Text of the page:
The new Pink Floyd would become even more of a hit. The next album Saucerful Of Secrets was still somewhat like the debut with one leftover Barrett song, "Jugband Blues", but things would be changing. Waters took over most of the writing and lead vocals and Gilmour was an excellent guitarist. The band drew 100,000 fans for a free concert they did in London in '69 and the next few albums showed a change in style with '71's Meddle getting the best of the reviews. Then in 1973 they released their masterpiece, Dark Side Of The Moon. The album would turn out to be one of music's best selling albums, staying on the Billboard chats for more than a decade, selling over 25 million copies. Waters' writing was brilliant and the stereophonic sound effects had to make this album one of the best ever to listen to while wearing headphones and smoking herb. Although Floyd had been a big hit in England for years before Dark Side Of The Moon, it was this album that now made them superstars in the US and the rest of the rock world.
So how would the band follow up on their next album? Yes, it would take another monster effort and Waters and Company were up to it. Although it didn't sell as many copies as Moon did, 1975's Wish You Were Here was musically as great. Personally, this writer likes it even a bit more! The album's songs blended together better than any other concept album. Wish You Were Here was dedicated to Floyd's lost founder, Syd Barrett, especially the song "Shine On You Crazy Diamond" which was written entirely about him. Surprisingly during the album's recording at Abbey Road studio, Barrett showed up to pay a visit. It was the first time anyone in the band had seen him since '69 and it also would be the last time (at least to date).
Their next album, Animals (1977) was another hit but not as well received and problems were now starting to show in the band as members weren't getting along and talk of a break-up was in the air. But in 1979 they released a double album, The Wall, it would go on to be their second biggest selling album. The tune "Another Brick In The Wall" would turn out to be their only number 1 single. But relations within the band were getting worst. Waters and Wright hadn't got along well for years and Waters insisted on the band's firing of Wright which finally took place in 1980. Gilmore meanwhile was upset with Waters for the lack of credit he was given on The Wall and Mason took Gilmore's side in the dispute. It didn't seem there would be anymore new Floyd albums as the band seemed doomed, but to everybody's surprise they released The Final Cut in 1983. Truth being, the album was more a solo project for Waters as Gilmore and Mason had little to do with it. Also with Wright gone now, little of the electronic innovation which was so typical on their previous albums showed on this one. The album was a disappointment to many. Shortly after its release the band split up. All the members did some solo albums and then in 1986 Gilmore and Mason decided to reform the band. Waters was totally against the whole deal claiming without him there could be no Pink Floyd and he went to court to stop his former band mates. He lost and in '87 Gilmore and Mason joined up once again with Wright for the new Floyd. That year they released the album A Momentary Lapse Of Reason which once again sounded like the old Pink Floyd. With a bunch of session players helping out, this album may not have been as great as past Floyd albums, but still it was a good album. The band then hit the road for a successful worldwide tour and the next year the live album Delicate Sound Of Thunder was a hit. The next studio album, 1994's The Division Bell was a full group effort and once again held the band's true sound. In '95 they released yet another double live album, Pulse which was well received by fans. Meanwhile Waters remained bitter towards his former mates and his solo career seems to be stalled. The last word on Barrett is that he's institutionalized in poor health.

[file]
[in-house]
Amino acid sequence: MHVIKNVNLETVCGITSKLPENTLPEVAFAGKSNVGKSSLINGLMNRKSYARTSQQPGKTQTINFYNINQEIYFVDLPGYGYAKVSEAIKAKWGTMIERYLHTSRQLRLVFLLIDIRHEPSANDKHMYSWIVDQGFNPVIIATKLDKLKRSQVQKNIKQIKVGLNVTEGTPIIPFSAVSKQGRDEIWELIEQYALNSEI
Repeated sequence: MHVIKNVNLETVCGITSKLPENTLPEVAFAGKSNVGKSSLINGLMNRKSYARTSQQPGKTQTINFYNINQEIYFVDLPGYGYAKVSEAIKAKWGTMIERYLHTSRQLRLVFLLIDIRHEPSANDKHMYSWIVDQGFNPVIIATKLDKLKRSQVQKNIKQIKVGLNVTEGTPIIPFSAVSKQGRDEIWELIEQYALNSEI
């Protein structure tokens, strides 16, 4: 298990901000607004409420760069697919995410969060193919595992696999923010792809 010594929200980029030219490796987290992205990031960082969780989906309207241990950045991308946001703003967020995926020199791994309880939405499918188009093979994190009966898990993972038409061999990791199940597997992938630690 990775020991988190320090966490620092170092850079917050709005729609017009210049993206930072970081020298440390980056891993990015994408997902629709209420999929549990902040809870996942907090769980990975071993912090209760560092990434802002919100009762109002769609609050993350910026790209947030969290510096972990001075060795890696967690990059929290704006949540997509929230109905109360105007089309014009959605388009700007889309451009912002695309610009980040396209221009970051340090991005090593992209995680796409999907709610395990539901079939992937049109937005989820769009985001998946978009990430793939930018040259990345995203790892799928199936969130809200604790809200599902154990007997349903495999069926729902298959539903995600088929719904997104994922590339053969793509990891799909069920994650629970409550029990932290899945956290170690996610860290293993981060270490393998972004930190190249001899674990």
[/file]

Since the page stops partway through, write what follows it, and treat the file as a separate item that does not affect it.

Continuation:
- Keno, 1999
Addendum - On Saturday July 2, 2005 at the Live 8 concert, the classic lineup of Pink Floyd performed together on stage for the first time in over 24 years, and for what would turn out to be the last time.
Addendum 2 - In July, 2006, Syd Barrett passed away at the age of 60.
Addendum 3 - In September, 2008, Rick Wright passed away at the age of 65